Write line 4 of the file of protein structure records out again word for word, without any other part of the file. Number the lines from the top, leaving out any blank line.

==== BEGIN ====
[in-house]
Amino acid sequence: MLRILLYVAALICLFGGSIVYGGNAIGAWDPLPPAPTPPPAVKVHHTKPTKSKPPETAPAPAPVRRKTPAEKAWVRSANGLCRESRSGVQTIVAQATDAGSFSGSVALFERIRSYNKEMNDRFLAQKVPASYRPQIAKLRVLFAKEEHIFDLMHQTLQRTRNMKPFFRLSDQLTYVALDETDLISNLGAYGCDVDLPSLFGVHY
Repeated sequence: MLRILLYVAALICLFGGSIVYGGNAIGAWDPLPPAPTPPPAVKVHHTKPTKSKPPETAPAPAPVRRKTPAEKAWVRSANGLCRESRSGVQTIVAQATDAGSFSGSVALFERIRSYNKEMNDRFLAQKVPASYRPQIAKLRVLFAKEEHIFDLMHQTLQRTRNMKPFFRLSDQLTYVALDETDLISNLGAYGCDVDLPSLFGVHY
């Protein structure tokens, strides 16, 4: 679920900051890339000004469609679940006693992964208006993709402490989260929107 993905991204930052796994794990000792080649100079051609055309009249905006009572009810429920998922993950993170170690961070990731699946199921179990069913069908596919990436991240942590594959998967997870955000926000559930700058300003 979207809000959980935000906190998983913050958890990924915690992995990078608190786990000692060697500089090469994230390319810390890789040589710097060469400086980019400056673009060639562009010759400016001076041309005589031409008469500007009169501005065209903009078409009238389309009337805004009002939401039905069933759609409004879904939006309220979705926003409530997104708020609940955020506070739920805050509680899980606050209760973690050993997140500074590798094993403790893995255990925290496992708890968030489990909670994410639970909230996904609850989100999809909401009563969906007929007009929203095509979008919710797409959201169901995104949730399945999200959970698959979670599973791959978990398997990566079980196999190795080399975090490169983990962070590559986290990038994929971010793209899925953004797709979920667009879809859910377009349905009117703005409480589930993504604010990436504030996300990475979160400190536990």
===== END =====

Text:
């Protein structure tokens, strides 16, 4: 679920900051890339000004469609679940006693992964208006993709402490989260929107 993905991204930052796994794990000792080649100079051609055309009249905006009572009810429920998922993950993170170690961070990731699946199921179990069913069908596919990436991240942590594959998967997870955000926000559930700058300003 979207809000959980935000906190998983913050958890990924915690992995990078608190786990000692060697500089090469994230390319810390890789040589710097060469400086980019400056673009060639562009010759400016001076041309005589031409008469500007009169501005065209903009078409009238389309009337805004009002939401039905069933759609409004879904939006309220979705926003409530997104708020609940955020506070739920805050509680899980606050209760973690050993997140500074590798094993403790893995255990925290496992708890968030489990909670994410639970909230996904609850989100999809909401009563969906007929007009929203095509979008919710797409959201169901995104949730399945999200959970698959979670599973791959978990398997990566079980196999190795080399975090490169983990962070590559986290990038994929971010793209899925953004797709979920667009879809859910377009349905009117703005409480589930993504604010990436504030996300990475979160400190536990």